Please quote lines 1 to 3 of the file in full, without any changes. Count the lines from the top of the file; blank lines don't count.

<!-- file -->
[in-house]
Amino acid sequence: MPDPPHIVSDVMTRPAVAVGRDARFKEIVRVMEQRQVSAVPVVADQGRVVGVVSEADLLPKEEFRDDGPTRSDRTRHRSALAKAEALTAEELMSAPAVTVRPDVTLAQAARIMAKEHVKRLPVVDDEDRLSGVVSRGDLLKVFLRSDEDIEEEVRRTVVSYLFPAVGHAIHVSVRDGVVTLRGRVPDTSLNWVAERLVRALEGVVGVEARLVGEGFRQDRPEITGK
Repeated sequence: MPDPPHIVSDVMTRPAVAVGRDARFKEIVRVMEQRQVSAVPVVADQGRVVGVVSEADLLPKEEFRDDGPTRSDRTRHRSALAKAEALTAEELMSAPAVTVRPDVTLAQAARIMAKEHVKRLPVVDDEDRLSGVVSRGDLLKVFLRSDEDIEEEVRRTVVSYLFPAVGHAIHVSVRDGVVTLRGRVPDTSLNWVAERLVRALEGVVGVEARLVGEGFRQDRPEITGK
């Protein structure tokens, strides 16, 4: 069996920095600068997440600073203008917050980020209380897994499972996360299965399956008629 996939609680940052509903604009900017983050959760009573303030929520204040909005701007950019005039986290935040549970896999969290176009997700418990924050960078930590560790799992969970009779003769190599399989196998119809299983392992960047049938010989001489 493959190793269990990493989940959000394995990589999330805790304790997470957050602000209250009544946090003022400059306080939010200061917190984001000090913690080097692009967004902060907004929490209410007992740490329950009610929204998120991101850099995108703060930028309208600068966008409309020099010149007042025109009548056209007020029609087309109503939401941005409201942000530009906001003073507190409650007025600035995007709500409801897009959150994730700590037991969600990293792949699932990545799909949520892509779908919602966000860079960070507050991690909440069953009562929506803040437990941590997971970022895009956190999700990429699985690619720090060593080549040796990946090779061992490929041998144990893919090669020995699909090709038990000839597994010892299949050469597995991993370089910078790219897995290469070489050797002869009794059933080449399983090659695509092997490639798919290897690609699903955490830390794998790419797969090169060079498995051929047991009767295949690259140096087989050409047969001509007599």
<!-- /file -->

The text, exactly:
[in-house]
Amino acid sequence: MPDPPHIVSDVMTRPAVAVGRDARFKEIVRVMEQRQVSAVPVVADQGRVVGVVSEADLLPKEEFRDDGPTRSDRTRHRSALAKAEALTAEELMSAPAVTVRPDVTLAQAARIMAKEHVKRLPVVDDEDRLSGVVSRGDLLKVFLRSDEDIEEEVRRTVVSYLFPAVGHAIHVSVRDGVVTLRGRVPDTSLNWVAERLVRALEGVVGVEARLVGEGFRQDRPEITGK
Repeated sequence: MPDPPHIVSDVMTRPAVAVGRDARFKEIVRVMEQRQVSAVPVVADQGRVVGVVSEADLLPKEEFRDDGPTRSDRTRHRSALAKAEALTAEELMSAPAVTVRPDVTLAQAARIMAKEHVKRLPVVDDEDRLSGVVSRGDLLKVFLRSDEDIEEEVRRTVVSYLFPAVGHAIHVSVRDGVVTLRGRVPDTSLNWVAERLVRALEGVVGVEARLVGEGFRQDRPEITGK